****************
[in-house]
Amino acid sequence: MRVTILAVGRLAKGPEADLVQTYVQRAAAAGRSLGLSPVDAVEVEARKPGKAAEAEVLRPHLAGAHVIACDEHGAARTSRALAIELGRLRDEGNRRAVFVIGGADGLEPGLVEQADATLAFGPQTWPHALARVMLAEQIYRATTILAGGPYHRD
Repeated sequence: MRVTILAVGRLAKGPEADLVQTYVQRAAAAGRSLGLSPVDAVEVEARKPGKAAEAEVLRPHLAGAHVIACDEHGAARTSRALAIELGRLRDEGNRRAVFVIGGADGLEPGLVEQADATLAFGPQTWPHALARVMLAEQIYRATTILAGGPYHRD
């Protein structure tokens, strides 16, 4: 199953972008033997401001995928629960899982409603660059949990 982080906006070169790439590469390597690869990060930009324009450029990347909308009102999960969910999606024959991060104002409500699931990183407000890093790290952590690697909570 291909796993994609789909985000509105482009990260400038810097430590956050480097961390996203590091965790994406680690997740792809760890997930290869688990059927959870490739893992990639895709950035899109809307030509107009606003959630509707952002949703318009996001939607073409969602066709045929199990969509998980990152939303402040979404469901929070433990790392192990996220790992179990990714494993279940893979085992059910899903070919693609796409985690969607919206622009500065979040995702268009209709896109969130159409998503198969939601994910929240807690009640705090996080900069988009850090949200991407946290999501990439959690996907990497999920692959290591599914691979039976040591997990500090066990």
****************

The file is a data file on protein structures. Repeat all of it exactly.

[in-house]
Amino acid sequence: MRVTILAVGRLAKGPEADLVQTYVQRAAAAGRSLGLSPVDAVEVEARKPGKAAEAEVLRPHLAGAHVIACDEHGAARTSRALAIELGRLRDEGNRRAVFVIGGADGLEPGLVEQADATLAFGPQTWPHALARVMLAEQIYRATTILAGGPYHRD
Repeated sequence: MRVTILAVGRLAKGPEADLVQTYVQRAAAAGRSLGLSPVDAVEVEARKPGKAAEAEVLRPHLAGAHVIACDEHGAARTSRALAIELGRLRDEGNRRAVFVIGGADGLEPGLVEQADATLAFGPQTWPHALARVMLAEQIYRATTILAGGPYHRD
């Protein structure tokens, strides 16, 4: 199953972008033997401001995928629960899982409603660059949990 982080906006070169790439590469390597690869990060930009324009450029990347909308009102999960969910999606024959991060104002409500699931990183407000890093790290952590690697909570 291909796993994609789909985000509105482009990260400038810097430590956050480097961390996203590091965790994406680690997740792809760890997930290869688990059927959870490739893992990639895709950035899109809307030509107009606003959630509707952002949703318009996001939607073409969602066709045929199990969509998980990152939303402040979404469901929070433990790392192990996220790992179990990714494993279940893979085992059910899903070919693609796409985690969607919206622009500065979040995702268009209709896109969130159409998503198969939601994910929240807690009640705090996080900069988009850090949200991407946290999501990439959690996907990497999920692959290591599914691979039976040591997990500090066990």